According to the latest findings from Hubspot: Over the past year, there’s been a 21% increase in the number of companies that have a full ABM marketing program in place. So what is so special about Account Based Marketing (ABM)? Why is everyone using this buzzword these days, and how does Marketing Automation (MA) fit this model?
First, let’s begin with what I believe is a very good definition of ABM.
Engagio, an ABM software platform, defines ABM as “a strategic approach that coordinates personalized marketing and sales efforts to open doors and deepen engagement at specific accounts.”
One of the great things about ABM is that it actually echoes the sales team’s process. Historically, marketers have been marketing to leads; that is, to individual people within a company. In a B2B world, if you ever truly look into the inner workings of a Customer Relationship Management (CRM) system and the sales team’s process, they do not sell to individuals—they sell to companies—which most CRM systems define as Accounts. The sales person’s title is Account Manager for a reason. Rarely, in B2B healthcare/life sciences companies, will your organization sell at the individual level. There is more than one person that will be contributing to the buying decision, so often marketing at the lead level is not enough.
An example: Imagine selling blood pressure monitoring equipment to hospitals. It is not entirely up to one person to make the decision of purchasing 10,000 units to be deployed throughout the entire chain of hospitals. It is generally an entire committee that decides what brand or configuration they will purchase.
How does MA fit in? If you have a MA platform to handle the logic behind the marketing for these accounts, you can become very proficient with your strategic ABM approach. An MA platform will help ensure your messaging is targeted to the correct accounts, will track all interaction within these accounts, and will help you with multi-channel marketing across the accounts. Your MA system, with its persona and segmentation prowess, will also be a great tool in determining the target accounts to begin with. (But do not, I repeat, DO NOT forget to involve the sales team in this determination!) One of the most unique and most powerful uses of your MA system in respect to ABM will be the ability to clone some of the campaigns that you have written for other accounts when you want to send similar messaging, but personalized differently for each account. This is a huge time saver!
Here’s a 6-step process on how to employ ABMA in your organization.
1). Target the accounts you value the most.
This decision can be based on accounts in the sales pipeline, top accounts that are not existing customers yet, or even accounts that have been dormant for a while. Or, maybe this list involves a scattered few of all of these types of accounts. The main objective here, though, is to partner with your sales team to identify and agree on this list of key accounts. The key to this step is to absolutely involve them in this decision.
2). Research these selected accounts in depth.
Find out everything you can about them. What are their pain points? What does a typical customer journey look like for the account as a whole? Use social outlets to do more research on where these accounts are playing in the social arena. Find out all the firmographic data you can about the company such as, company size, annual revenue, location, industry, expected profit margin, likelihood of repeat purchase, and market influence.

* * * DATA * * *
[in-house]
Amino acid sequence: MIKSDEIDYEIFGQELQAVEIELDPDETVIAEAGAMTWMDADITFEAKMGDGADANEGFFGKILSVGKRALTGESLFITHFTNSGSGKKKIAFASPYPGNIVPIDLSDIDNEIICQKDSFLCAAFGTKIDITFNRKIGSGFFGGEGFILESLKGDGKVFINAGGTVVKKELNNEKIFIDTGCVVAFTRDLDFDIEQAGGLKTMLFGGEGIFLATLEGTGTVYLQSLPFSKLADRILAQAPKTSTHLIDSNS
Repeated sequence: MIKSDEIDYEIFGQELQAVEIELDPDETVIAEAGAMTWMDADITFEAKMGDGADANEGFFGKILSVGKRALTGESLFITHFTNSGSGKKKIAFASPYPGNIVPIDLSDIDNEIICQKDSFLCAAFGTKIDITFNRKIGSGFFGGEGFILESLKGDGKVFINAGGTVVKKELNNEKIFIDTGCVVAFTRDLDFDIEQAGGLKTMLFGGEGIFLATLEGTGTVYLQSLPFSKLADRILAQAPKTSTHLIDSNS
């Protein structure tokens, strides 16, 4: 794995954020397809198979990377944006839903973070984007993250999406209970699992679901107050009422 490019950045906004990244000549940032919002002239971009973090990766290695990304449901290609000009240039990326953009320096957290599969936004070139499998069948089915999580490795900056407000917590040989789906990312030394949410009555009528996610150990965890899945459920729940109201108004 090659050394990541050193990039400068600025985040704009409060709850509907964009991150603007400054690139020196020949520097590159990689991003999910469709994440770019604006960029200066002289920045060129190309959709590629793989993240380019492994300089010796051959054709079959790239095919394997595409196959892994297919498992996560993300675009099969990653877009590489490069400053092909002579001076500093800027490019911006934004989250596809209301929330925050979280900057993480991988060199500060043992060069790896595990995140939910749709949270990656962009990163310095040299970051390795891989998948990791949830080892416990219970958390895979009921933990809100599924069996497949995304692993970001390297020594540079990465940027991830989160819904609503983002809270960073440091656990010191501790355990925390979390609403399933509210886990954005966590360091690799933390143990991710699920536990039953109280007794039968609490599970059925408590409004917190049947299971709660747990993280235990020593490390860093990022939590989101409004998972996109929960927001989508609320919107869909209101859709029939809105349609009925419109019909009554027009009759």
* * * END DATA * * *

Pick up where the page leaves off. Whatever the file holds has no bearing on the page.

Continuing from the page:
3). Create content that identifies pain points.
Within the content, make sure you are speaking to not only specific personas within the company, but also broader company issues. Treat the content as you would with an MA campaign, identifying the different journeys and buying stages within a specific account.
4). Choose your channels.
Ensure that the channels you are using are specific to where your targeted accounts are most interactive. Do they use LinkedIn more than they use Facebook? Are they more interested in YouTube for research? Are there sites where your accounts are signing up for research, blogs, competing brands? Be very focused on finding out where each specific account is active, so that you can become laser-focused on their specific playing fields.
5). Run the campaign(s).
Make sure your messaging has been coordinated across all digital channels. An editorial calendar should be created and should overlap similar messaging for each channel.
6). Measure the results.
This is where your MA platform will shine in your ABM efforts. As you ascertain the results, the more you learn about your specific account—and each campaign you run can become more targeted.
Using your marketing automation platform in combination with account-based marketing can not only increase efficiency in your marketing initiatives, but can also offer extremely personalized targeting to a laser-focused, carefully selected collective group of individuals within the same company. And likely, you will have picked up a few more leads within each of your key accounts that you didn’t even realize were part of the decision-making process.
Latest posts by Angela Dalmas (see all)
- MAY 25, 2018: Why Marketing Automation Professionals Need to Be Prepared for This Date - March 12, 2018
- The Magic of ABMA (Account Based Marketing Automation) - June 20, 2017
- Getting Started with Marketing Automation - February 21, 2017